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A Do-It-Yourself guide for research

Types of sources


  • Dictionaries help you communicate correctly and clearly by providing:

    • Definitions, and information about pronunciation, usage, abbreviations, and etymology (history of a word).

    • Parts of speech.

    • Details about how people use words or terms in specific fields, in specialized dictionaries.

  • For alternative ways to say something, look for synonyms (words with similar meanings) in a thesaurus.

  • Encyclopedias provide you with:

    • Articles about a word, person, place, event, or concept.

    • Objective (fact-based) articles written by experts in their field of study.

    • General or subject-specific information.

  • Access statistical data on sports, astronomical bodies, geography, and more using an almanac.

  • Information about places—such as roads, climate, and topography—is found in an atlas. Other topics include demographic, political, and historical background, as well as health care, religion, the environment, agriculture, and language.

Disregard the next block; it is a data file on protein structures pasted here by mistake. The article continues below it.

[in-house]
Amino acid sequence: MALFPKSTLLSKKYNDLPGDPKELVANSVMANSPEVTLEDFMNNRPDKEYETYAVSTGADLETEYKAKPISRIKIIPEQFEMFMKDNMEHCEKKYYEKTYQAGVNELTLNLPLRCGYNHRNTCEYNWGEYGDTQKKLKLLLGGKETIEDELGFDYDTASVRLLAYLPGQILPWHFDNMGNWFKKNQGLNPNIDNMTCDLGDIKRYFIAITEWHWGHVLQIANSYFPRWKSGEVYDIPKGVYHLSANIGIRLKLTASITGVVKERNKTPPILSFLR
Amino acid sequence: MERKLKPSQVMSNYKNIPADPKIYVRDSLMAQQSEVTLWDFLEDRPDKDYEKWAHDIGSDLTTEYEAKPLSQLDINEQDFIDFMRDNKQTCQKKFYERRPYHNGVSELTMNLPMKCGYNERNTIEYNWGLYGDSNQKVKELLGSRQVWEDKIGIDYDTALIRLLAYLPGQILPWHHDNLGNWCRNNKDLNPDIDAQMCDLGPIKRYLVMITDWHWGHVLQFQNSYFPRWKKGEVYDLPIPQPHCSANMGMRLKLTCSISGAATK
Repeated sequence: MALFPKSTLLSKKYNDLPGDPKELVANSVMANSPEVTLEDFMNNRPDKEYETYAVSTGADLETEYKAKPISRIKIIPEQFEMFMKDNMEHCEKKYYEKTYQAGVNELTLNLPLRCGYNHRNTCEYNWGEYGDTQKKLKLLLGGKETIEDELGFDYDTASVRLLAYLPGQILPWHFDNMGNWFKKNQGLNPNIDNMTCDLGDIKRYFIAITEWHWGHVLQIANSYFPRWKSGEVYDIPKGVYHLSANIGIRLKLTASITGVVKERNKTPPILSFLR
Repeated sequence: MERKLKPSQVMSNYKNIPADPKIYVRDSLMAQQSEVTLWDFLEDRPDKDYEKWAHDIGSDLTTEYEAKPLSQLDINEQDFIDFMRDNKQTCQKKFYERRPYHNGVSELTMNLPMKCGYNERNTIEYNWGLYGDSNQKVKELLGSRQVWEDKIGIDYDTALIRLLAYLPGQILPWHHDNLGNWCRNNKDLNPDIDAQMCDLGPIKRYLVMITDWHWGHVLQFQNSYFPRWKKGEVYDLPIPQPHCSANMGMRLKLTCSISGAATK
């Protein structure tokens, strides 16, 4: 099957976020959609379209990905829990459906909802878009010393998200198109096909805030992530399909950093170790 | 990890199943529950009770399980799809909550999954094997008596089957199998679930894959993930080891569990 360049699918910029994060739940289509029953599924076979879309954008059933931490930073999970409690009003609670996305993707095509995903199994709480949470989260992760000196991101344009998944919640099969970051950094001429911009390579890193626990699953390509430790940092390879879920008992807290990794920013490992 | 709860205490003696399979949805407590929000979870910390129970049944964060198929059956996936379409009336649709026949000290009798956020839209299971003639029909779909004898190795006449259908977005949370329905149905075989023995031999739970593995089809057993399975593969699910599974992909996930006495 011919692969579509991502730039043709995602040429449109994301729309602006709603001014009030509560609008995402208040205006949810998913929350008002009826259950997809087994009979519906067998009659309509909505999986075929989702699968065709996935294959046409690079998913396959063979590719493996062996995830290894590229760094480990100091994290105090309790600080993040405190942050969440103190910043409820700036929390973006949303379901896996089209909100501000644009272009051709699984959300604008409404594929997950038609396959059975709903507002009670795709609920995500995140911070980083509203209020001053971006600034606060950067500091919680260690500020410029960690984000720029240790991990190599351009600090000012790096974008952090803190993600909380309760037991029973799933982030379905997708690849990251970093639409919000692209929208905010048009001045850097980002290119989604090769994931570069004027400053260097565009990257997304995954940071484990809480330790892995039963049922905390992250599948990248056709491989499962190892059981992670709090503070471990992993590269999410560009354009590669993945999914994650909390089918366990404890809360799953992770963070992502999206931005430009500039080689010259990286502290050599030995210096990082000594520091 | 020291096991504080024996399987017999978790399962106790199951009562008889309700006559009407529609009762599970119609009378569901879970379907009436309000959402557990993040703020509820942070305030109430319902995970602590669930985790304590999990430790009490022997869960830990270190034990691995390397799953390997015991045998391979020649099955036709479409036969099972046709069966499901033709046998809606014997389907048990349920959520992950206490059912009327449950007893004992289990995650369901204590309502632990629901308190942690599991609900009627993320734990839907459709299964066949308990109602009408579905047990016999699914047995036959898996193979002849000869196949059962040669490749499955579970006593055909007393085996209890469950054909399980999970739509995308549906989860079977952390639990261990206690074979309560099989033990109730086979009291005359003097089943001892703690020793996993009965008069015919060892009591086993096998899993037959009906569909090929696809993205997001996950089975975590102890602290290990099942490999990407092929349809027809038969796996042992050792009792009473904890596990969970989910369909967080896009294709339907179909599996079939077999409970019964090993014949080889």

• Consult nonfiction books. (Remember, objective means based on fact, not opinion. Not all of these nonfiction books are objective.)

    • Research people using biographies, autobiographies, and memoirs.

    • Learn a new skill with tips from guides and handbooks.

    • Get exposed to different perspectives on a topic through a collection of essays.

    • Learn about a specific subject by consulting a monograph.